The long history and quality characteristics of the Finnish puukko knife

The Finnish puukko knife is a traditional weapon of Suomi hunters with a 10-15 cm blade, a 12.5-13 cm rounded wooden handle and a leather sheath. It exists in several types depending on the area of ​​application: Yleispuukko, Vuolupuukko, Eräpuukko, Vaarinpuukko, etc.

Puukkos also differ depending on where they came from: Vöyri, Jalasjärvi, Kalajokilaakso, Kauhava, etc. But they are all so convenient and reliable that they have been used for decades in everyday life, hunting and as combat knives. Puukko helped the Finns win more than one war and were taken as a model by the Red Army in the manufacture of scout knives. Now they are produced by Roselli, Marttiini, Hackman, Ahti, Lappi, Polar, and cost from 5 thousand rubles. up to 60 thousand rubles

Finnish puukko knife: description

The traditional Finnish puukko knife has the following characteristics:

  • universal blade 10-15 cm with a straight spine, without fullers;
  • a wooden barrel-shaped handle with a smooth surface, which is smaller in size than the cutting part;
  • forged bolster separating the blade from the handle;
  • a small back, which can be in the shape of a mushroom, in the shape of a dog’s head, slightly lowered or rounded.

Initially, it was a household and hunting knife, made from steel that was at hand at the blacksmith. But the Finns had to use the weapon in the struggle for independence, first from Sweden, then from Russia, in the war with the USSR. In the Union, other versions of the puukko were created - the bandit finka and the Finnish army knife.

We recommend reading the article about a knife for cutting elk. From it you will learn about the pros and cons of short and long knives for cutting elk and wild boar, how much hunting knives for cutting elk cost and whether it is possible to use a Swedish knife for this. And here is more information about the signs and characteristic features of a scout knife.

Dimensions of a real knife

Traditional dimensions of a real puukko knife:

  • blade 10-15 cm long, the most common size is 12-13 cm;
  • its width is 2-2.5 cm;
  • handle 11.5-13 cm long;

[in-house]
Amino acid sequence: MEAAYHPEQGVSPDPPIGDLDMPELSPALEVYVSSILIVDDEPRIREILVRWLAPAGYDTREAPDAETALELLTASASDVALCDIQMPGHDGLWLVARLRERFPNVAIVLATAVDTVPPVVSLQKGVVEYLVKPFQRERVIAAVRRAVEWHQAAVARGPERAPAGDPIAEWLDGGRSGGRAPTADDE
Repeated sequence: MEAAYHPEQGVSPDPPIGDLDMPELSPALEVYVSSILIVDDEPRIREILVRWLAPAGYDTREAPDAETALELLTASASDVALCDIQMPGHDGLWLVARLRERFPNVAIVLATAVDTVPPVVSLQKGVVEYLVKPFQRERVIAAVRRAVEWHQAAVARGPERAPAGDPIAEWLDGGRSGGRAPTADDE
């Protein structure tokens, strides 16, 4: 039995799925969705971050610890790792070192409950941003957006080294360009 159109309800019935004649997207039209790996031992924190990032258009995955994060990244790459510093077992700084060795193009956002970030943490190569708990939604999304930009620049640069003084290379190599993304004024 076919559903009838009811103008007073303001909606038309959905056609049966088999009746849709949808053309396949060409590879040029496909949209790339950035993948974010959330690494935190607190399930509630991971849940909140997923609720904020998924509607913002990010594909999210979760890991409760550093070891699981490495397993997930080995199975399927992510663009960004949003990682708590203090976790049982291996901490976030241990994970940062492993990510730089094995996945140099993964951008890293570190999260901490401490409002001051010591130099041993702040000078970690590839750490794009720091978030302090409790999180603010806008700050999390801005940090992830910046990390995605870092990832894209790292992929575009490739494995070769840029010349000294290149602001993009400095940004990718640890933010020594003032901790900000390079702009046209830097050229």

• its width in the most voluminous place is 3-3.2 cm;
  • handle top – 1 cm.

The blade has a straight spine; the slopes to the blade should be of the Scandinavian type. For its manufacture, powder, Damascus, and carbon steel are used.

Puukko knife drawing

The barrel-shaped handle is made of wood, usually birch, and impregnated with oil. It is separated from the blade by a forged bolster. The pommel of the handle can be in several versions:

  • slightly bent down;
  • blunt with metal frame;
  • with a convex “ridge”;
  • with the outline of a mushroom cap;
  • with the image of a dog's head.

The puukko also has a sheath made of leather or birch bark. In the first option, there is a wooden cover that protects the main material from damage.

The best Puukko models

The sheath is quite long, so that a significant part of the handle is hidden in it. They are also dense, narrow, and the knife is held in them due to this quality. The scabbard has a suspension that allows you to attach the weapon to your belt.

Origin and history of the old hunting knife

The oldest puukko hunting knives were made of stone or bronze, that is, they existed from a time when man had no idea about iron. But not all historians agree with this version; some believe that the guns appeared only in the 18th century. More precisely, they stood out from the general mass of household knives. For the first time this happened in the province of South Pohjanmaa. And back in the 10th-12th centuries, tools much like the puukko were used throughout northern Europe.

The name puukko can have two origins - from the word “tree” (puu), or the name of the German knife – pook. The latter were sold in Sweden and Finland by German merchants.

Puukko gained popularity during the years of the beginning of the national liberation movement in the country. Knives had the status of household knives, being excellent hunting and edged weapons. Therefore, the authorities of Sweden and then Russia could not prohibit the Finns from wearing them. During this period, puukkos begin to be made from high-quality steel, with a stacked handle.

Thanks to their versatility, the guns become popular as hunting tools outside of Finland, eventually becoming one of its brands. They were even made for the Russian imperial court. The supplier was master Lisakki Järvenpää.

Shape and materials